Know how student loans affect your credit score and future borrowing ability: Our expert’s take

Erin Kinkade


A student loan adds to your debt-to-income ratio, can affect your credit score, and can preclude future borrowing if you don’t handle repayment responsibly. It can also help with future borrowing ability with responsible repayment, including during times of financial hardship. Always contact your lender by phone, email, or online to notify it of a financial hardship and work out a repayment plan.

Federal vs. private student loans

Here are the primary differences between federal and private student loans:

Federal Private
Who offers them?U.S. governmentStates + individual banks, credit unions, and online lenders
When to apply for student loansDeadline is generally June 30 of the year spring term occurs in (e.g., June 30, 2024, for the 2023 – 2024 school year), but apply as early as possible so you don’t miss out on any aidYou can apply any time, but avoid waiting until the last minute
Where to apply for student loansOnlineOnline or in a branch (if applying with a local bank or credit union)
How do I apply for a student loan?Fill out the FAFSAVisit the lender’s website or a local branch
Who qualifies?Most U.S. citizens enrolled in eligible higher-education degree or certificate programsBorrowers often need good credit and consistent income—or a cosigner who meets these qualifications
Credit check required?❌ (except PLUS loans)✅ (in most cases)
How are rates determined?Set by the government each yearGenerally based on borrower’s or cosigner’s income and credit qualifications
How to accept student loansOnce you review your financial aid award letter, contact the financial aid office at your chosen schoolIf you’re approved, you can accept online or in person at a branch and sign the necessary disclosures, often the same day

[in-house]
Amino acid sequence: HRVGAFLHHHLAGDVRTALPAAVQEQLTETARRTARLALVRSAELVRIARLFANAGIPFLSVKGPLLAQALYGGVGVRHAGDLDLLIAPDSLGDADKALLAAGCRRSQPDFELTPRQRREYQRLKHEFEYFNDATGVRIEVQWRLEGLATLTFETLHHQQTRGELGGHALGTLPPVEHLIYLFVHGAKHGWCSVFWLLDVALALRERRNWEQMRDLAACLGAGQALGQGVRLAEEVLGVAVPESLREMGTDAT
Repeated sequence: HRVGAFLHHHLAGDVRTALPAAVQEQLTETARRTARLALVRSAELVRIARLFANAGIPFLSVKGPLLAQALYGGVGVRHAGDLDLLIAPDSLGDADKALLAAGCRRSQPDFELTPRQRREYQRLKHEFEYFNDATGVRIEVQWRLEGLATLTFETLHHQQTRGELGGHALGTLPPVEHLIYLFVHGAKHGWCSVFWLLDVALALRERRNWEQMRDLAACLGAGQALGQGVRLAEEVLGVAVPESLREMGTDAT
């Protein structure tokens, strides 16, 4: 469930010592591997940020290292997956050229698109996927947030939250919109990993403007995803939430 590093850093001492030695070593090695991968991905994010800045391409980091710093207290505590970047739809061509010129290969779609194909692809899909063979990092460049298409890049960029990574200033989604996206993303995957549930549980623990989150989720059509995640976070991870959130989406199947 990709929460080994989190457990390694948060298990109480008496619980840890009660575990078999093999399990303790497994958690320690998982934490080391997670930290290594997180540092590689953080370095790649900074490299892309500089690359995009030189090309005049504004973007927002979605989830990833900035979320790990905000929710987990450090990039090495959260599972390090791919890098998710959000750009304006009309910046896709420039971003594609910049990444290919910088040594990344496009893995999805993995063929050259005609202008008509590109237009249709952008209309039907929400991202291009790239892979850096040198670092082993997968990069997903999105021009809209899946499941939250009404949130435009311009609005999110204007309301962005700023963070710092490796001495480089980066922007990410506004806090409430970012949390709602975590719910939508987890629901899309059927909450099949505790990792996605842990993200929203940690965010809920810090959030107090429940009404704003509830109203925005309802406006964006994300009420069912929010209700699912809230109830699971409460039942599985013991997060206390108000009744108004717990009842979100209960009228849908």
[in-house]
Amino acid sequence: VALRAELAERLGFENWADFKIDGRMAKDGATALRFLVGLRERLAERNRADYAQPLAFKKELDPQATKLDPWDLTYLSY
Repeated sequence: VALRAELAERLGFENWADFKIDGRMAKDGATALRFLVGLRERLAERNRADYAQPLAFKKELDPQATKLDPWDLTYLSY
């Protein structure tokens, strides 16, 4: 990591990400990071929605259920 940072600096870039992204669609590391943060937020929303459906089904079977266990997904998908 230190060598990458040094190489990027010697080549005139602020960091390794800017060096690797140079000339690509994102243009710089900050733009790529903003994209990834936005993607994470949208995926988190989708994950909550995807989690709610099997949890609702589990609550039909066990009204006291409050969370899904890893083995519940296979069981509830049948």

BenefitsMay offer loan forgiveness options

Income-driven repayment plans

Government might subsidize (pay or waive) some of your interest costs
Depend on the lender, but no private loans offer benefits as generous as federal loans


If you can’t qualify for a private student loan alone, you might also be able to use the credit and income of a cosigner to qualify. Not all lenders allow cosigners, so ask your lender about your options if your loan is denied or you suspect you can’t qualify. 

Resources to help you apply for student loans

Check out the following for further answers to questions about student loans:


Should I apply for school loans?

Applying for school loans is a personal decision that depends on your financial situation and educational needs. Consider school loans if grants and scholarships aren’t enough, if you view the loan as an investment in your future and ensure the potential return justifies the debt, and if you’ve prioritized federal loans over private loans due to their more favorable terms and borrower protections.

Can I apply for a student loan in the middle of the semester?

Yes, it’s often possible to apply for student loans in the middle of a semester. The deadline for federal student loans is typically at the end of the academic year (June 30). Private lenders generally allow applications year-round. Check specific lender requirements and processing times.

Is it ever too late to apply for student loans?

Deadlines exist, but you might be surprised find out it isn’t too late to apply for student loans. The FAFSA deadline to apply for student loans is June 30 of the academic year. Private lenders may have more flexible application periods.

When is the best time to apply for student loans?

The best time to apply for student loans is as early as possible: Applying early can ensure you get the necessary funds on time. It allows you to review you options and feel confident you’ve found the best fit, plan your finances more effectively with a clear understanding of the loan amounts and terms, and meet important deadlines, especially for federal loans.